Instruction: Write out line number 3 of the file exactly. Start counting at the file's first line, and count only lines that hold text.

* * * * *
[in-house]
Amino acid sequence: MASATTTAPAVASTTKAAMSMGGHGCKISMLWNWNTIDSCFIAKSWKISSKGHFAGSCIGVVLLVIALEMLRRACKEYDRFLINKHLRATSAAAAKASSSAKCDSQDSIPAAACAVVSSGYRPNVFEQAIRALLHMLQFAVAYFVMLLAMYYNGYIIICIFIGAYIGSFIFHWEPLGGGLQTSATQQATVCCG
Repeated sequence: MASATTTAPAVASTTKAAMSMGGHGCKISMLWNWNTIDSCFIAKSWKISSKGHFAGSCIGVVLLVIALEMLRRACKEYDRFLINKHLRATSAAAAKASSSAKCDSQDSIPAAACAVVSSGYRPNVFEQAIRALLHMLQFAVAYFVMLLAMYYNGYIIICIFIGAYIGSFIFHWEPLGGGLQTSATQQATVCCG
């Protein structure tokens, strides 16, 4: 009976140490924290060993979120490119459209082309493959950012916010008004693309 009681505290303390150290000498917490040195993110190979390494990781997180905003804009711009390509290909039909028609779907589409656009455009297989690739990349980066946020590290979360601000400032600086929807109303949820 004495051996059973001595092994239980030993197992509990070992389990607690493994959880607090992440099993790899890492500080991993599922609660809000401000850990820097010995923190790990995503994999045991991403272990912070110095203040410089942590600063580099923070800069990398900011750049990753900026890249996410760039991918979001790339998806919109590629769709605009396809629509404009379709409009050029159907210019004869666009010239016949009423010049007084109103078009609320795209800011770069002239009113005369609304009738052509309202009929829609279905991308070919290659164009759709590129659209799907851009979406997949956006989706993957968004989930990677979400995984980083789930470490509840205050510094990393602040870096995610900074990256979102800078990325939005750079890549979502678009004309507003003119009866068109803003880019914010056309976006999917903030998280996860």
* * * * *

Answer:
Repeated sequence: MASATTTAPAVASTTKAAMSMGGHGCKISMLWNWNTIDSCFIAKSWKISSKGHFAGSCIGVVLLVIALEMLRRACKEYDRFLINKHLRATSAAAAKASSSAKCDSQDSIPAAACAVVSSGYRPNVFEQAIRALLHMLQFAVAYFVMLLAMYYNGYIIICIFIGAYIGSFIFHWEPLGGGLQTSATQQATVCCG